MONTREAL – The marquee match on a busy quarter-final Saturday at the Rogers Cup ended up being the biggest dud of them all.
Was it Japan's Kei Nishikori, who had never beaten Rafael Nadal, who played at such a high level? Or was it Rafael Nadal, who had looked good if unspectacular so far this week, who failed to meet the challenge?
As is usually the case in a tennis match, a one-on-one battle of skills and wits, it was both. Nishikori is the No. 4 seed while Nadal was down at No. 7, so the result on the court ended up being consistent with the result on paper.
Nishikori prevailed 6-2, 6-4 in just an hour and 22 minutes, and will meet No. 2 seed Andy Murray in one semi-final Saturday. Novak Djokovic, who saved two match points in the second-set tiebreaker against qualifier Ernests Gulbis of Latvia before prevailing 5-7, 7-6 (7), 6-1, will meet unseeded Jérémy Chardy of France.
Nishikori had won just two sets against Nadal in seven previous meetings although in the last one, more than a year ago on clay in the Madrid final, he was well on his way to victory before suffering from back issues and being forced to retire.
But this Nadal, faced with an opponent of the highest quality playing his best tennis, was not the Nadal of a few years ago. We know this about him – Nadal knows this about himself – but it remains jarring to see him dominated, bereft, without any solutions beyond his emblematic fight.
"I mean, he's still not maybe 100 per cent, but he's Rafa. I never beat him before, so I knew I have play 100 per cent to beat Rafa," Nishikori said. "I knew I have to be aggressive, so I have to change some tactics to play against Rafa. Yeah, everything was feeling well today. I felt like, you know, everything was going in."
The day was delayed twice by rain, and the schedule wasn't helped by Gulbis's impressive fight against a Djokovic who, for much of the match, seemed resigned, almost serene about the fact that he might well be going down to defeat. He didn't get dramatic, or intense; he was loose as a goose.
But Gulbis, who hadn't even entered the event and needed a wild card from the organizers to play the qualifying – he said he simply forgot, so used to being automatically eligible for top-level Masters 1000 events in his previous incarnation as a top-20 player – showed exactly why he reached that ranking. And Djokovic, inexplicably, played predominantly to Gulbis's far more dangerous backhand than to the inconsistent, technically-challenged forehand that has spawned nicknames like the "Condor" and the "Gulbatross".
But then, with two match points in hand at 6-4 in the second-set tiebreaker, Gulbis flinched. Not surprisingly; even at their very best, the underdogs tend to flinch when facing the massive possibility of beating a world No. 1. But still, once Djokovic had taken possession of that second-set tiebreaker, pretty much everyone knew it was all but over.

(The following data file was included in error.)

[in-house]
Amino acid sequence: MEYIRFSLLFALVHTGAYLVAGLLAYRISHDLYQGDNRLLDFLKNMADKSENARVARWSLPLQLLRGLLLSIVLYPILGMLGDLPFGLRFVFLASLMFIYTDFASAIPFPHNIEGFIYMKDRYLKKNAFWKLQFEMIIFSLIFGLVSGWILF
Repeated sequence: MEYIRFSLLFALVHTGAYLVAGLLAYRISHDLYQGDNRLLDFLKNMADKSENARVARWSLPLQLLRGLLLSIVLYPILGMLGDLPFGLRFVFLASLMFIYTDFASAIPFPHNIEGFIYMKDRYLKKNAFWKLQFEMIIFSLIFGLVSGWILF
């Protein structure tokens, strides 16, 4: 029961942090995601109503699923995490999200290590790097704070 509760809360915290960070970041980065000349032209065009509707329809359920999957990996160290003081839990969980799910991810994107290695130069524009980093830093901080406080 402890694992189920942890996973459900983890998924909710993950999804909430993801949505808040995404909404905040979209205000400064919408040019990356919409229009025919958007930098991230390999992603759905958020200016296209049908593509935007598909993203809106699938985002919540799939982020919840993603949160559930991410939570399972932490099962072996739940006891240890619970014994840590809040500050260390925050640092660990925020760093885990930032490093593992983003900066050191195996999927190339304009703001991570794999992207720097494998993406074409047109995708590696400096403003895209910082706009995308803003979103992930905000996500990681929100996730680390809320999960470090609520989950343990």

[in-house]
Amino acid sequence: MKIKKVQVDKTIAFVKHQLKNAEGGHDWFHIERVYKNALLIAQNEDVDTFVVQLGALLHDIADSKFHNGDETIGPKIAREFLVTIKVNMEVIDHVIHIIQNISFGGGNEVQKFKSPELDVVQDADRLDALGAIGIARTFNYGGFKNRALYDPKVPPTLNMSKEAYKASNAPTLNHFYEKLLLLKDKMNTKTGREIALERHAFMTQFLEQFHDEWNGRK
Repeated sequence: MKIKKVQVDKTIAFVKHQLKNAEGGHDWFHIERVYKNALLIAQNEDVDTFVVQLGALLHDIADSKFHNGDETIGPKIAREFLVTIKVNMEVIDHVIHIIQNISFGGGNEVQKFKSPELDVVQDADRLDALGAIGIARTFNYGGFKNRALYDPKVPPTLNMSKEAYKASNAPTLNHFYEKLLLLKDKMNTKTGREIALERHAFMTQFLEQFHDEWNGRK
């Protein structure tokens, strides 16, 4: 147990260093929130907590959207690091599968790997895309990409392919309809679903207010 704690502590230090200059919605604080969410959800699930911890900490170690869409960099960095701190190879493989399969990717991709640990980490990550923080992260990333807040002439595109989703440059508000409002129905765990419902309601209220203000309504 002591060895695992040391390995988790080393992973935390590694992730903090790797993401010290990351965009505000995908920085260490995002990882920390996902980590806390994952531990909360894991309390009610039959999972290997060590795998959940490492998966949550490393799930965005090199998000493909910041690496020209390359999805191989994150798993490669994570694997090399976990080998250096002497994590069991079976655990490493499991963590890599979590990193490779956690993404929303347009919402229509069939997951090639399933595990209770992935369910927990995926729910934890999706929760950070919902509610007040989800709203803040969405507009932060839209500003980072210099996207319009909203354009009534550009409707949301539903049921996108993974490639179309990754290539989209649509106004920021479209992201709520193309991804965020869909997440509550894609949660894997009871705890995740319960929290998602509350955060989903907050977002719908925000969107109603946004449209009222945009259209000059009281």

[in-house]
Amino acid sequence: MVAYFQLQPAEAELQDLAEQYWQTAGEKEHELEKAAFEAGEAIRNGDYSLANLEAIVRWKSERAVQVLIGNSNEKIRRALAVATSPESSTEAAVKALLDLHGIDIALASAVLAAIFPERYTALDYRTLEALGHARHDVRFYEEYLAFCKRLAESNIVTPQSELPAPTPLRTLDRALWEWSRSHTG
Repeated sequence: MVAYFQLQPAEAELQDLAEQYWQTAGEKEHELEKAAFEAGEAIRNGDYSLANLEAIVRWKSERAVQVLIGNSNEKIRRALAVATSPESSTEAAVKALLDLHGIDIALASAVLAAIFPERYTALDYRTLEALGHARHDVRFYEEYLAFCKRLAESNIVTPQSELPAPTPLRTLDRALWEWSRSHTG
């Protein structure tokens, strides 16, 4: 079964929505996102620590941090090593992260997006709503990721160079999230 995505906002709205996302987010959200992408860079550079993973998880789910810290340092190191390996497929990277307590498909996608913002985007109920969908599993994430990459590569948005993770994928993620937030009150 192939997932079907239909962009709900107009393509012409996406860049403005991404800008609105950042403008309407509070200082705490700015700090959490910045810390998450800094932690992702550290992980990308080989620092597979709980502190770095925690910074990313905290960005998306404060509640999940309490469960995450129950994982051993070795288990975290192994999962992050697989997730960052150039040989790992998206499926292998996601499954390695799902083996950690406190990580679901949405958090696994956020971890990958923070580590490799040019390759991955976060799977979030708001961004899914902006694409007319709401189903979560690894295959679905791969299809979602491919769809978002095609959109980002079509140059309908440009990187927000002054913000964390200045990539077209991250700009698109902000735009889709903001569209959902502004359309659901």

"I actually enjoyed very much competing. Enjoyed the match for some reason. Not many times do I experience that feeling. Obviously you're in your zone and focused. Tonight I was really enjoying. The crowd was into it. They supported me, so I want to thank them really for that support. It got me out of trouble," Djokovic said. "Ernests was a better player for two sets. Unfortunately missed two match points. I wasn't very happy with my game. But, again, in the end of the day, you have to muscle it out sometimes and I had to put in the effort."
Once that three-hour match was done at 9:30 p.m., the "day session" officially ended and the stadium had to be cleared and the big night-session crowd that had been waiting outside for hours had to be let in. What followed was a late-night marathon on two courts, as both Djokovic and Nadal, still alive in the doubles, honoured their commitments and played.
Here's the timeline of how the rest of the evening went down.
9:51 p.m.: Nadal enters an empty stadium, waves to the few people who have arrived at their seats.
10:03 p.m.: Nadal v Nishikori begins.
10:15 p.m.: Nishikori breaks for the first time
10:18 p.m.: Umpire Fergus Murphy, in English, unable to get the crowd to sit down on the first changeover, says, "Do me a favour and just stand still until the end of this game."
10:24 p.m.: Djokovic and doubles partner Janko Tipsarevic enter Court Banque Nationale
10:26 p.m.: Nishikori breaks Nadal again.
10:29 p.m.: Djokovic-Tipsarevic vs. Murray-Peers begins
10:38 p.m.: Nishikori easily wins the first set.
10:52 p.m.: Nadal double faults to give Nishikori the early second-set break.
10:57 p.m.: Djokovic and Tipsarevic win the first set 6-2.
11:01 p.m.: Nishikori breaks Nadal again, a flat-out, stone-cold return winner on a first serve.
11:06 p.m.: A fighting Nadal gets one break back.
11:13 p.m.: Nadal, with a weak 129 km/hour second serve to work with on a break point, awkwardly dumps a backhand into the bottom of the net.
11:19 p.m. At 3-5, 30-15, Nadal finally hits an inside out forehand that was, well, Nadalian. And then he hits another to hold, and force Nishikori to serve it out.
11:24 p.m.: Nishikori's first match point. He double-faults.
11:25 p.m.: Another second serve to feast on, but Nadal’s return lands four feet inside the service line. It's over.
11:31 p.m.: Murray and Tsonga take centre court.
11:38 p.m.: Down a break in the second set, Djokovic and Tipsarevic rally, and it's on to a tiebreak.
11:44 p.m.: Down 1-3, Murray-Peers wins the second set.
11:49 p.m.: Murray and Tsonga begin.
12:26 a.m.: Nadal-Verdasco vs. the Bryan brothers begins on Court Banque Nationale.
12:31 a.m.: Murray wins the first set over Tsonga.
12:54 a.m.: The Bryans take the first set over Nadal-Verdasco
1:29 a.m.: Murray wraps up his win over Tsonga.
1:43 a.m.: Nadal and Verdasco rally to force a match tiebreak.
1:56 a.m. The Bryans win; Nadal goes 0-for-2 on the night.